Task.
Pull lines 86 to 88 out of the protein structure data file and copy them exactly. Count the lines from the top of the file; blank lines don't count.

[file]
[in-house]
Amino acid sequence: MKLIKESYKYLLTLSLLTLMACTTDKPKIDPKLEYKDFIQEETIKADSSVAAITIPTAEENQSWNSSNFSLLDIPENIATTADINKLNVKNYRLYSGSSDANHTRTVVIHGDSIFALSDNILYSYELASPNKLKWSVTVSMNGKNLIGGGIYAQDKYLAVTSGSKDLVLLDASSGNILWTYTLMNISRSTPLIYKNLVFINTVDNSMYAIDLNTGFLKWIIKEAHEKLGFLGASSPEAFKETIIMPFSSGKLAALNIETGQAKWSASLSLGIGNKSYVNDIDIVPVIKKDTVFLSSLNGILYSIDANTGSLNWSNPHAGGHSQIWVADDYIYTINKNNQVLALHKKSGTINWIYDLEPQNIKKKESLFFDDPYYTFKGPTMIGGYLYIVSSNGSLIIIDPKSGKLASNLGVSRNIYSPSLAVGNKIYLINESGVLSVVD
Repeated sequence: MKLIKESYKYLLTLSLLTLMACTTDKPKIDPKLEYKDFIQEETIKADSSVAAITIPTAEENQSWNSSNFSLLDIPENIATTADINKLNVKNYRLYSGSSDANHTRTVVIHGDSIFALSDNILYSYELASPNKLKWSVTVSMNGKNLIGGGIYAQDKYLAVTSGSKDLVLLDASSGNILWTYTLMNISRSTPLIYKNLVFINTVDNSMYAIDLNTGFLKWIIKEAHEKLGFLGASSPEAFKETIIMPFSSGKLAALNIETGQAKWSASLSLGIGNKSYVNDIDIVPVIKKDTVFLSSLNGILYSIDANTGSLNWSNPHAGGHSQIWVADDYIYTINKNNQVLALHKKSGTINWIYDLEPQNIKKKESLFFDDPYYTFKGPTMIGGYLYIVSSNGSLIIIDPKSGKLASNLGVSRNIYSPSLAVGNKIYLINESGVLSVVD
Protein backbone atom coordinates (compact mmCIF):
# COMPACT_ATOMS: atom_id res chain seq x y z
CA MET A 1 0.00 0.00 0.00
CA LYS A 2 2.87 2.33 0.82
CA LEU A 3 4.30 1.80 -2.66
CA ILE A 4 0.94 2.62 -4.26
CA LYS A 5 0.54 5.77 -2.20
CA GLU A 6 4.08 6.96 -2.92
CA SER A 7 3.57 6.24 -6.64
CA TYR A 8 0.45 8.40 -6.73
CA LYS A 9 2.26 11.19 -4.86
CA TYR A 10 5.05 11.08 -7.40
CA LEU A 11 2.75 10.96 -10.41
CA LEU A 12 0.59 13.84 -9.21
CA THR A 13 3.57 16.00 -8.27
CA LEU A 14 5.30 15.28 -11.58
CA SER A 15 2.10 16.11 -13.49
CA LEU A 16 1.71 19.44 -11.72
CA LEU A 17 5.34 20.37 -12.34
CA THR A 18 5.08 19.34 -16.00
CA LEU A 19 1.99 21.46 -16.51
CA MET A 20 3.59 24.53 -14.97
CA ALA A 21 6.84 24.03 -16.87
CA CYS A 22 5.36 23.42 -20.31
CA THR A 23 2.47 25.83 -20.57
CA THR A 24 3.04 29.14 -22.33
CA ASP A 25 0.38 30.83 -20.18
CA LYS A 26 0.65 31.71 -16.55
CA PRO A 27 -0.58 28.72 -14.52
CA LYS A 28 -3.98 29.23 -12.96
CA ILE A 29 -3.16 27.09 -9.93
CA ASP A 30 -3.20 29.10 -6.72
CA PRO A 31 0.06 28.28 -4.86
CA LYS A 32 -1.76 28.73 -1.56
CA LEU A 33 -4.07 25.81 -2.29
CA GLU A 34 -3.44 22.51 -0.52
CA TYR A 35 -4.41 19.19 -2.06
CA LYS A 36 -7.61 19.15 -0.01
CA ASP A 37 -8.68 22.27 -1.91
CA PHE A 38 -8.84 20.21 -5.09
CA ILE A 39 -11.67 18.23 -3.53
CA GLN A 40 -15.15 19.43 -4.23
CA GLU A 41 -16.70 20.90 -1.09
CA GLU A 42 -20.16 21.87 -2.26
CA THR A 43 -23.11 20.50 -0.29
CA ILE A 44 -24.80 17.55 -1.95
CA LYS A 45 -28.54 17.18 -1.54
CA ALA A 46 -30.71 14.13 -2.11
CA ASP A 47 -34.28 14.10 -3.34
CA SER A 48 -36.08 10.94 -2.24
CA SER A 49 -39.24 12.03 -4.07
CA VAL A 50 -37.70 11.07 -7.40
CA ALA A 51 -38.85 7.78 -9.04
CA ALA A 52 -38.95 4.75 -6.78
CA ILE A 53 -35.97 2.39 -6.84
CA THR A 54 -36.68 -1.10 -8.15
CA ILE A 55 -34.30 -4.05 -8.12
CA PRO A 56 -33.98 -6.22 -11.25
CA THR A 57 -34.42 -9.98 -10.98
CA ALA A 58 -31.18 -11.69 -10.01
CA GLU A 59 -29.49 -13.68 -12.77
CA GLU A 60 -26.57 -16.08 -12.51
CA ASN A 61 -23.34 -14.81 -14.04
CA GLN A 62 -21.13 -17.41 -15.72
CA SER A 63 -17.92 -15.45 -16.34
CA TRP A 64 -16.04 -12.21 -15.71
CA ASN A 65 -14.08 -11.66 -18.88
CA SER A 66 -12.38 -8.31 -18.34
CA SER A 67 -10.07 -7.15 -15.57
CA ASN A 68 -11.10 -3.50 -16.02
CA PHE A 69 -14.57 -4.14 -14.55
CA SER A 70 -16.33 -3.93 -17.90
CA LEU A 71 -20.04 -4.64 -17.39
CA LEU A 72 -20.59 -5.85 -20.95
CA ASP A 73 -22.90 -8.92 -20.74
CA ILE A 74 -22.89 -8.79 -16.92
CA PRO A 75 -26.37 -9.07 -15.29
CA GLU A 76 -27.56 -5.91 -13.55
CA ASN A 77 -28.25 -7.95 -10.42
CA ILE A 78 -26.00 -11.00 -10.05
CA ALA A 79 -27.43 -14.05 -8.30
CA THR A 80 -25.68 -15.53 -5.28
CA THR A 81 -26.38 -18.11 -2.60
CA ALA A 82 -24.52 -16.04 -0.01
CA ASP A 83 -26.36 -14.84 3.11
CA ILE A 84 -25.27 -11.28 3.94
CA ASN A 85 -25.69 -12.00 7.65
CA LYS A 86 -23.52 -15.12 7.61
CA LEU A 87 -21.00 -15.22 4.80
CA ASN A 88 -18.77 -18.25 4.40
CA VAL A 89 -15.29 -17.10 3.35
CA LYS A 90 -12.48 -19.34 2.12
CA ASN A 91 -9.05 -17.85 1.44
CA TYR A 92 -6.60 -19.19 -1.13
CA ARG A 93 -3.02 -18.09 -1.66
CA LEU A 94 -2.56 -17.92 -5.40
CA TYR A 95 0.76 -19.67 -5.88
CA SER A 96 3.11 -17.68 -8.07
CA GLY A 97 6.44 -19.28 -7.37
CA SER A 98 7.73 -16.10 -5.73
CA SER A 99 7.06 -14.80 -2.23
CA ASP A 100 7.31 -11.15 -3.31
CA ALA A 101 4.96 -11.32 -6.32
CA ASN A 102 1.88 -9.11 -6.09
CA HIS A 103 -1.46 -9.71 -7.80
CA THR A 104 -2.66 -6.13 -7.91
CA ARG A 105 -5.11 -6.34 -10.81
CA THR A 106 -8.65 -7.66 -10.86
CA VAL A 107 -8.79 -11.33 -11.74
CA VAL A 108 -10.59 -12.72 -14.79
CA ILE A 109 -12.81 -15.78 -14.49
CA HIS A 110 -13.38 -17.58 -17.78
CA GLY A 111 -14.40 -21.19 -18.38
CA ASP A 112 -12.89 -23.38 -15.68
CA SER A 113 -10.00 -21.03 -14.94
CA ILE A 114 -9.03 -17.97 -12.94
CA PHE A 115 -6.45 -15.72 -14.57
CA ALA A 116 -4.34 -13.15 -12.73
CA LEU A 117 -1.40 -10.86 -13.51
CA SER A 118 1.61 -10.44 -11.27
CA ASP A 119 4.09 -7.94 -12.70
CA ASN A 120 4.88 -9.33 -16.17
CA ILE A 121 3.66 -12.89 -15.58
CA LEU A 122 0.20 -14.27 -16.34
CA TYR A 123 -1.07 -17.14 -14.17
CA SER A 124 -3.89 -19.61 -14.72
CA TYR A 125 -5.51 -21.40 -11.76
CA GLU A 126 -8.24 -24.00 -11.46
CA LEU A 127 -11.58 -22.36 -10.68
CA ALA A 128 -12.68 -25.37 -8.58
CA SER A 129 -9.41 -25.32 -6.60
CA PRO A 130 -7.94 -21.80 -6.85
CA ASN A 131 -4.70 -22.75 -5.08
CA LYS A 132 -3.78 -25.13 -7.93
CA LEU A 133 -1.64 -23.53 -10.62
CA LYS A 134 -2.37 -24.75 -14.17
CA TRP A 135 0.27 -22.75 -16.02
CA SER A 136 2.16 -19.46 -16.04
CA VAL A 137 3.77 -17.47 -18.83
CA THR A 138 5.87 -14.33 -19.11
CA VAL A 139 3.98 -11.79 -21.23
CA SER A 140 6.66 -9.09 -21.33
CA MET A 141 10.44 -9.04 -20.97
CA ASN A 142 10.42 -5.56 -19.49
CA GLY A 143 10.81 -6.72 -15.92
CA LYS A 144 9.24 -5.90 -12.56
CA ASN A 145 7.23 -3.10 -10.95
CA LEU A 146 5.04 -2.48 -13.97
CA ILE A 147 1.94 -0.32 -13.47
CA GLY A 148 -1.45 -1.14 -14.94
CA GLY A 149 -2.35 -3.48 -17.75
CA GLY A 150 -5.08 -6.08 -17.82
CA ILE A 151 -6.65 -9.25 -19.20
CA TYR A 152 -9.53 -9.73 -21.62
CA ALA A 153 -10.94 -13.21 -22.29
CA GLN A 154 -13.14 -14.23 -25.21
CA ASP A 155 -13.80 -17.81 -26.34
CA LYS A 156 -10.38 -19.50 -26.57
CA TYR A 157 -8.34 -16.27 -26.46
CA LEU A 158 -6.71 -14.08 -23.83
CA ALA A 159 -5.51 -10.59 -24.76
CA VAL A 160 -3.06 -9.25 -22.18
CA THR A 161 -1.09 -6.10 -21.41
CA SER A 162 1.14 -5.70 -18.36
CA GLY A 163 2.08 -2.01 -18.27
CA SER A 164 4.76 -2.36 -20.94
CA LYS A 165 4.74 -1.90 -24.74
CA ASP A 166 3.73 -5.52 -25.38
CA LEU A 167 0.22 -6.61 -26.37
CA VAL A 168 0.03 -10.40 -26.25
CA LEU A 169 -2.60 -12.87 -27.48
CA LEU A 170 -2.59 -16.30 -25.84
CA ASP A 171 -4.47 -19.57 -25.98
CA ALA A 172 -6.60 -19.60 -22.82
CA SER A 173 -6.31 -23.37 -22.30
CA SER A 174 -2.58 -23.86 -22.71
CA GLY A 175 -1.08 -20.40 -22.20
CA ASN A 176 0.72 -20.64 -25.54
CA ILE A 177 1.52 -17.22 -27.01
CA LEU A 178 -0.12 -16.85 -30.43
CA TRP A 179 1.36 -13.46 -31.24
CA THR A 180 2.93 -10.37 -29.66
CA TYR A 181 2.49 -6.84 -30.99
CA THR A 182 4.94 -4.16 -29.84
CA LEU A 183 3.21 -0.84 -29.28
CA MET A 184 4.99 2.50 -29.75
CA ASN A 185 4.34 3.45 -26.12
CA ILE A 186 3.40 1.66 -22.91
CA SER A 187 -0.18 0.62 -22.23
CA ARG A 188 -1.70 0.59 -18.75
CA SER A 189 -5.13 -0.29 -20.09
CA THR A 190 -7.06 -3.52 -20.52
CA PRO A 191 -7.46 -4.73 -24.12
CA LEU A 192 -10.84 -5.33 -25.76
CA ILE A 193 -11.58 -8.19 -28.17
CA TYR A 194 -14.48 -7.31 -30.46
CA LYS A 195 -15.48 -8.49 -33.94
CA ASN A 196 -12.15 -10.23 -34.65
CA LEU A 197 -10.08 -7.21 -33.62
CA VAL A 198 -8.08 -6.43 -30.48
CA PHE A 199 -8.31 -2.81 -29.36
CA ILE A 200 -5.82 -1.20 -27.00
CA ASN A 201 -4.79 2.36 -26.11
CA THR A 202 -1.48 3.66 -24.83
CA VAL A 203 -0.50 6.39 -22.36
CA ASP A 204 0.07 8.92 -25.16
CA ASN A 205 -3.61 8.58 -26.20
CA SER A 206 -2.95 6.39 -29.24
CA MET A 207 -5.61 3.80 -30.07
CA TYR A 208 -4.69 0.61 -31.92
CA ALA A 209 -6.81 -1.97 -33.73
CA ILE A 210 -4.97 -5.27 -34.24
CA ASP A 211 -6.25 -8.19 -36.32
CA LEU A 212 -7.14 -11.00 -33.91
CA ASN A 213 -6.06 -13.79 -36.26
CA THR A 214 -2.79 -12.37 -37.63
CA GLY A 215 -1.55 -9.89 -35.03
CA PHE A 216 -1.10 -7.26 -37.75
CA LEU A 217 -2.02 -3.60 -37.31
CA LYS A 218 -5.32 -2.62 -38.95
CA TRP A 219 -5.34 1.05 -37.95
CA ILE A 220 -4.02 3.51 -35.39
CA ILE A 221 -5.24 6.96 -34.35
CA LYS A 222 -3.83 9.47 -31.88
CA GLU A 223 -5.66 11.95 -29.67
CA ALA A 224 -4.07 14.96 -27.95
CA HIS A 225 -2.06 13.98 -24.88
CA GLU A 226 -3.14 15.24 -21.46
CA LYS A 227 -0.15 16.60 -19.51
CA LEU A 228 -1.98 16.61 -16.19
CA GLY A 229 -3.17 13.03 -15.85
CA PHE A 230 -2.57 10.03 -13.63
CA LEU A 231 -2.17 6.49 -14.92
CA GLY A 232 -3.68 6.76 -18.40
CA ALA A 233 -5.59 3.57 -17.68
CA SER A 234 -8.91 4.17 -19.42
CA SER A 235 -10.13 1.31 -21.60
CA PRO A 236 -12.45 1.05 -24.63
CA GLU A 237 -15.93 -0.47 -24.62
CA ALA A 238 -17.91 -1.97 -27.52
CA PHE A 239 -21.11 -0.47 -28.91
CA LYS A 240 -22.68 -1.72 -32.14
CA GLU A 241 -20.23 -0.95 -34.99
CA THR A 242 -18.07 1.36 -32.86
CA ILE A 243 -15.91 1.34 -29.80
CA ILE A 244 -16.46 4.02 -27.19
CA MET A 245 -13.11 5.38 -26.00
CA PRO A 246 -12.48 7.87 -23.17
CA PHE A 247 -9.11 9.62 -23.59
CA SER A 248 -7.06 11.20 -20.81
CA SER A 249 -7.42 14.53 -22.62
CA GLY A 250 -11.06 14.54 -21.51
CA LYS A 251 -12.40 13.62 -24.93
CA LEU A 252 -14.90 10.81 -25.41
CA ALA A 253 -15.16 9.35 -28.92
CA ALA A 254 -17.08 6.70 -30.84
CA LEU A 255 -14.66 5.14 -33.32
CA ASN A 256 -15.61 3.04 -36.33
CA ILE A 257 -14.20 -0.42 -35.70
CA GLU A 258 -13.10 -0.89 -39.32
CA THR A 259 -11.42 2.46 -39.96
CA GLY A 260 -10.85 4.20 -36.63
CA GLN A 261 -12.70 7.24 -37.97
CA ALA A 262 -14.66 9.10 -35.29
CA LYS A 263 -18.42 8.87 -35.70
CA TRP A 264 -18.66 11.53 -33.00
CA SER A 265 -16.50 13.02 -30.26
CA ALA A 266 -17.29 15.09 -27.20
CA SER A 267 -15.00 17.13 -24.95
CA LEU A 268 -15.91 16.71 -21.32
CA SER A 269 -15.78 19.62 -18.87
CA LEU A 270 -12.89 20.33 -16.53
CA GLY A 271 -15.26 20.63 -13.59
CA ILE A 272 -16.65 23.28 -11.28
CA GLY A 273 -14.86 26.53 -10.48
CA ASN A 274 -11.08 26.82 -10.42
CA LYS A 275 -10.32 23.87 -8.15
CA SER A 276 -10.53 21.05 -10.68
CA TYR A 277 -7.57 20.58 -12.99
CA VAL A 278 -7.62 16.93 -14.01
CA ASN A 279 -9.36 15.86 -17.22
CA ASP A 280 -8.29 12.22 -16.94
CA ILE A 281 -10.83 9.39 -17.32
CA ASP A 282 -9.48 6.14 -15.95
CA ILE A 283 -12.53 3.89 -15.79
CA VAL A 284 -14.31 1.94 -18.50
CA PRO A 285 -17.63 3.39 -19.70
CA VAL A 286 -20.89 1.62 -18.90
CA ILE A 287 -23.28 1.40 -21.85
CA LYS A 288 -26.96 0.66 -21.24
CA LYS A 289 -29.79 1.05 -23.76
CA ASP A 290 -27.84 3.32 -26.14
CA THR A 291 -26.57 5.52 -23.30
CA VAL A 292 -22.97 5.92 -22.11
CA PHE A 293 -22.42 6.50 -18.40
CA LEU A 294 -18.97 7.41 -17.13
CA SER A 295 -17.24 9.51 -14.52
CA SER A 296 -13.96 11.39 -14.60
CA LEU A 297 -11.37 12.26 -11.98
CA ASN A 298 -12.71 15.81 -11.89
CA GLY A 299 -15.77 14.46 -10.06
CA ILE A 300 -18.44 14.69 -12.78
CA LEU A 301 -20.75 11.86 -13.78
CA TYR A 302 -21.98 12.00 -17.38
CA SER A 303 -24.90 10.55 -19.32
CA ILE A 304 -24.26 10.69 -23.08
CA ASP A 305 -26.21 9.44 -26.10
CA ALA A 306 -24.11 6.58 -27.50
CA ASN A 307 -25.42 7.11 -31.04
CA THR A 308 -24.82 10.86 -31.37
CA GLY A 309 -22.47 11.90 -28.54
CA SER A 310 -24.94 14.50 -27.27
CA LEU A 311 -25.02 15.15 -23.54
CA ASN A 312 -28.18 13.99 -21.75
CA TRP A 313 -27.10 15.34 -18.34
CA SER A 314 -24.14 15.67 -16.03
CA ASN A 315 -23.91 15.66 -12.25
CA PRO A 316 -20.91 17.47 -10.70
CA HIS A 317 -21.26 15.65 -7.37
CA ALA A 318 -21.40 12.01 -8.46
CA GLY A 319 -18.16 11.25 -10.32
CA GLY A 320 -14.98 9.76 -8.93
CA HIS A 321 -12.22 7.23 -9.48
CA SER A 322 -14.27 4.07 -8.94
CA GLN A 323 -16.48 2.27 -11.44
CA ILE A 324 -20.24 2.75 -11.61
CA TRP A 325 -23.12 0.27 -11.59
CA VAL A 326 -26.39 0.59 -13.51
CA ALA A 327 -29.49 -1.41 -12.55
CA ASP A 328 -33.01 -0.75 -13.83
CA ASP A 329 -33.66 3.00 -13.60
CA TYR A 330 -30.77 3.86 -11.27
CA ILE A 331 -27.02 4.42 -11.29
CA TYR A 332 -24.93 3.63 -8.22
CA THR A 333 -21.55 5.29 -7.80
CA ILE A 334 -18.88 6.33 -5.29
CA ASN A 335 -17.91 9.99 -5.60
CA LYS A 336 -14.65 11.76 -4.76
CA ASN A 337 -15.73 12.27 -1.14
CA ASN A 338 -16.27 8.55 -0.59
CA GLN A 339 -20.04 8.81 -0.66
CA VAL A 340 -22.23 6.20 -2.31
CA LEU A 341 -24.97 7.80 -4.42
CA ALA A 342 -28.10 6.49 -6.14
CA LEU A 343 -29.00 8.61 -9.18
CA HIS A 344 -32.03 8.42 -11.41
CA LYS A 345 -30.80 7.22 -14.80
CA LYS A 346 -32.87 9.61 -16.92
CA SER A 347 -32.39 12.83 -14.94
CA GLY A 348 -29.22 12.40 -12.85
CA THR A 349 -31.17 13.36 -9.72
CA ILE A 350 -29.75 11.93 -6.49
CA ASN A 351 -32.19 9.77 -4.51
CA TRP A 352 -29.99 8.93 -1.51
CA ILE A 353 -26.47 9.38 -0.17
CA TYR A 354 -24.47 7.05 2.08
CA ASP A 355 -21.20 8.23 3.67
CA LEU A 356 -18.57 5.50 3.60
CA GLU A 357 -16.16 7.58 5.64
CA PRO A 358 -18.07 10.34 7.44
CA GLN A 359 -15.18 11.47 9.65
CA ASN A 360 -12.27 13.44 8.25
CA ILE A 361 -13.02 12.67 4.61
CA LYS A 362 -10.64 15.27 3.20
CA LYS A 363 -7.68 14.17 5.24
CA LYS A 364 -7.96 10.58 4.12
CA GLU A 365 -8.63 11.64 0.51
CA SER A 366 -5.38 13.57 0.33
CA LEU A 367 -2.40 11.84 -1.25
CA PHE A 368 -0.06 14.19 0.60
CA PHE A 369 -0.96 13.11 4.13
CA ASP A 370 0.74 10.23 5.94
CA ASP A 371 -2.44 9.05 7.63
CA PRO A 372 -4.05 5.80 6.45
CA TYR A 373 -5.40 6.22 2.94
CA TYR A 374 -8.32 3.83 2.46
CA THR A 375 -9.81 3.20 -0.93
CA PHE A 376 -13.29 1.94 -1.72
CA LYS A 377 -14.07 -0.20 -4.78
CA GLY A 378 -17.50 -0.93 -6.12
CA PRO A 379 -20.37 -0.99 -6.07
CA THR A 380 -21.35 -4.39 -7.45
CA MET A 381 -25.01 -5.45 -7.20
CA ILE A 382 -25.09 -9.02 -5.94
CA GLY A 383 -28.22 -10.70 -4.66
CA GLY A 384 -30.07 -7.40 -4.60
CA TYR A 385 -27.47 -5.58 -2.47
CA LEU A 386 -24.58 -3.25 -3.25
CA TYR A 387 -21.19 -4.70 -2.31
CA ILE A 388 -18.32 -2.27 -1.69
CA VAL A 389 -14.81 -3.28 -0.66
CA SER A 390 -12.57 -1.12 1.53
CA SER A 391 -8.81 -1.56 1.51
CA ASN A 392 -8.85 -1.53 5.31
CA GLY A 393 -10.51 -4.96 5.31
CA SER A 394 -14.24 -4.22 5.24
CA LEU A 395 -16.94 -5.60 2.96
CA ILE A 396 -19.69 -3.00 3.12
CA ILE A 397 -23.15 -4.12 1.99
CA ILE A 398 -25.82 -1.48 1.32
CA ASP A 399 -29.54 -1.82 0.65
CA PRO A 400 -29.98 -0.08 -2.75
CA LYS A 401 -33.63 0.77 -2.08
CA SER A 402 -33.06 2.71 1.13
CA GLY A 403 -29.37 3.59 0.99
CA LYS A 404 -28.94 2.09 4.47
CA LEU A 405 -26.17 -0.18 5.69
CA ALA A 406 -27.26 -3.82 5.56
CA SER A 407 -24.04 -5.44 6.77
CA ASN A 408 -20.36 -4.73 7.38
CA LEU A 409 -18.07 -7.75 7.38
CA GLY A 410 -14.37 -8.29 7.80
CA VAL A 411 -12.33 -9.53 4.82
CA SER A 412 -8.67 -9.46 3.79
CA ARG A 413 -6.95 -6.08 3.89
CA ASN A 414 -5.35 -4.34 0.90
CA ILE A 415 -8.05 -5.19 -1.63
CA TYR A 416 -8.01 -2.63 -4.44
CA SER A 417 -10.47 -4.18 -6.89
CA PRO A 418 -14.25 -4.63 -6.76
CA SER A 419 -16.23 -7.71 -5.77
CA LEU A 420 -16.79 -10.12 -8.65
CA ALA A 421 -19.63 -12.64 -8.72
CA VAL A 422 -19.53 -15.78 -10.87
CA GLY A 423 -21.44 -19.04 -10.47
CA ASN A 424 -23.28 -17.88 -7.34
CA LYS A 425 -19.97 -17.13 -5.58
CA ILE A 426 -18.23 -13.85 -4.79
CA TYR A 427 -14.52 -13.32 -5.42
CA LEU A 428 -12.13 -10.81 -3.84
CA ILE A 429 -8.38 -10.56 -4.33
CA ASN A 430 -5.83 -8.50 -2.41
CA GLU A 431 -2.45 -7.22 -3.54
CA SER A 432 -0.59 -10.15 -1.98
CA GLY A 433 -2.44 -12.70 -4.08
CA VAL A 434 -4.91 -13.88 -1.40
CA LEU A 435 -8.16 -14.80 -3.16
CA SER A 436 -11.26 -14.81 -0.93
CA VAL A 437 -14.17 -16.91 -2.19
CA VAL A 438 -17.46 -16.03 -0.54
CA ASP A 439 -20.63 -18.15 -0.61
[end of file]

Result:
CA THR A 81 -26.38 -18.11 -2.60
CA ALA A 82 -24.52 -16.04 -0.01
CA ASP A 83 -26.36 -14.84 3.11